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This past election, dozens of Democratic candidates in suburban districts made gun control a big issue in their races, and many of them won. That means the new Democratic majority in the House will have a group of lawmakers that feels emboldened to take on the NRA. Here's NPR's Asma Khalid.
ASMA KHALID, BYLINE: These new members of Congress are not just coastal elites. They come from places like Georgia's 6th Congressional District, a seat once held by the conservative icon Newt Gingrich. And they campaigned on promises to strengthen gun laws.
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UNIDENTIFIED PERSON #1: She'll stand up for common-sense gun laws by standing up to Trump and the NRA.
UNIDENTIFIED PERSON #2: Today our children huddle in supply closets hoping the next school shooter doesn't take aim at them. Why? Because Washington politicians like John Culberson take...
KIM SCHRIER: When I'm in Congress, I will fight the NRA.
KHALID: That last voice was Kim Schrier, a doctor who won a traditionally GOP district in Washington state.
SCHRIER: It's different to come at this as a pediatrician and not a career politician.
KHALID: And Schrier says something changed this year. Maybe it was Parkland because in her district, she heard about gun safety from moms.
SCHRIER: Women had a big say in this election, and I think that the issue of gun safety resonates there. I know it does.
KHALID: Schrier says she wants to see universal background checks. No doubt, there are still a few Democrats who receive support from the NRA. But on election night, Jason Crow defeated Mike Coffman, a Republican incumbent in the Denver suburbs who had an A rating from the NRA.
JASON CROW: Our community has been disproportionately impacted by gun violence over the years, from the Aurora theater shooting to Columbine. And we're going to do something about this.
KHALID: Crow specifically says Congress needs to repeal the Dickey Amendment. That's a law that dates back to the '90s that restricts federal funding for research on gun violence.
CROW: You know, it is way past time for the CDC to have the funding that they need to study this as the public health crisis that it is.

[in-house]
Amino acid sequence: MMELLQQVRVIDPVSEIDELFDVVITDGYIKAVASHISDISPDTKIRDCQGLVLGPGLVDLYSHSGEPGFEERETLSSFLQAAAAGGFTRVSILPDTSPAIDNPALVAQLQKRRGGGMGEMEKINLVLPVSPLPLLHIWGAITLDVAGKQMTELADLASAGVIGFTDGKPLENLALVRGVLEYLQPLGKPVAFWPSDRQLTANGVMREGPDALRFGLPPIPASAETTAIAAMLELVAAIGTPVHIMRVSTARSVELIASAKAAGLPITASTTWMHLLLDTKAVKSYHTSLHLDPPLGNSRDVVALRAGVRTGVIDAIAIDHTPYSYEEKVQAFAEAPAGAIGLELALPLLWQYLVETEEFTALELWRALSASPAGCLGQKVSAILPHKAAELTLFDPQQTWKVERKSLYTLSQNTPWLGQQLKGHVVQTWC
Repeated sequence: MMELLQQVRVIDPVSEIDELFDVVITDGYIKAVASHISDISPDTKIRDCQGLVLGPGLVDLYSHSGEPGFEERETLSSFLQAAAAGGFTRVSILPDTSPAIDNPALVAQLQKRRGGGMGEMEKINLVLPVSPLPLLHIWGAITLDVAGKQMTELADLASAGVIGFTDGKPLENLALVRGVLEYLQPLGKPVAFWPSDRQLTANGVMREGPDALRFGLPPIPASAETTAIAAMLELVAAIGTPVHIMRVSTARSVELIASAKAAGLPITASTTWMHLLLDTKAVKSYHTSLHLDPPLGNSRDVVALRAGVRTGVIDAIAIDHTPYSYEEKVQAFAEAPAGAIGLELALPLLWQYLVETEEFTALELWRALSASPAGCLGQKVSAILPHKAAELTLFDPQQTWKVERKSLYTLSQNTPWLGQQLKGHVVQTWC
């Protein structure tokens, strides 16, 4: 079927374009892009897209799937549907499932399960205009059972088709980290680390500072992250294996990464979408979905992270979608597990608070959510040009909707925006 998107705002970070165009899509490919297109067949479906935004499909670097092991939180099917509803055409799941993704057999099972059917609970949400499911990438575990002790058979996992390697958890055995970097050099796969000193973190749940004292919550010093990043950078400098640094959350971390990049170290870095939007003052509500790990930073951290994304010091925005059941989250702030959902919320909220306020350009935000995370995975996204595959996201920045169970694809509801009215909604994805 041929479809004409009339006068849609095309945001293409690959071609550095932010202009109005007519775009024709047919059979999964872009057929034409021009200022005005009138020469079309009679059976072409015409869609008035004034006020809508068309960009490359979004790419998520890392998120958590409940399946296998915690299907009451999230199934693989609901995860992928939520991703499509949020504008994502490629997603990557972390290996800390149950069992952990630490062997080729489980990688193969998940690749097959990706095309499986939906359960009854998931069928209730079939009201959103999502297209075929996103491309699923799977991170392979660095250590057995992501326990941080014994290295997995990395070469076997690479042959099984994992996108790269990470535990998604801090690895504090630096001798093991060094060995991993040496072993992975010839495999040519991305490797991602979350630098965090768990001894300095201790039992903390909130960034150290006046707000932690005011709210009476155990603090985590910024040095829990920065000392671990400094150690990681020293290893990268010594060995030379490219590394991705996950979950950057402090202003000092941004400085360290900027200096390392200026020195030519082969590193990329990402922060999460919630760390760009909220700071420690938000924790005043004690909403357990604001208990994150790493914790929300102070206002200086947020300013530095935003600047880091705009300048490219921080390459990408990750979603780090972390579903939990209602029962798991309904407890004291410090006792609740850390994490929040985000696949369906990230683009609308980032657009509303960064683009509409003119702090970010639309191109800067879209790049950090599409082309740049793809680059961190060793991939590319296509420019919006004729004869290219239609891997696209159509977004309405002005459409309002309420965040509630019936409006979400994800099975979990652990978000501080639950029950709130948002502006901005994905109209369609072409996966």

KHALID: Gun control groups say these kinds of political stances weren't just the morally right thing to do. They were politically advantageous this year. The NRA told NPR that gun control was not a decisive factor on Election Day, and it successfully defeated three Democratic senators. But what is indisputable is that gun control groups outspent the NRA this year for arguably the first time ever. John Feinblatt is the president of Everytown for Gun Safety, founded by former New York City Mayor Michael Bloomberg.
JOHN FEINBLATT: This issue used to be considered the third rail of American politics but no longer.
KHALID: Peter Ambler agrees. He's the director of Giffords PAC, another gun control group started by former Congresswoman Gabby Giffords. Ambler points out that in the past, some Democrats had shied away from gun legislation.
PETER AMBLER: I remember in 2006 and 2008 when Democrats recruited, you know, so-called NRA Democrats to rebuild their majority in Congress, and the manifestation of that strategy was inaction.
KHALID: Last week the likely incoming Speaker Nancy Pelosi told CNN she wants action on common-sense background checks. And new members in the House are likely to unify around gun legislation because they made promises on those issues. Lanae Erickson, with the center-left think tank Third Way, says that matters even if this legislation is never signed by President Trump.
LANAE ERICKSON: The House is now going to be the seat of power for Democrats at the federal level. And so it's really going to drive the agenda for what the Democratic Party stands for going into the primary in 2020.
KHALID: Erickson says suburban women have traditionally been supportive of gun safety. And now as the Democratic Party tries to make more inroads into the suburbs, their votes will make up a bigger voice in the Democratic Party's gun policy.
Asma Khalid, NPR News.
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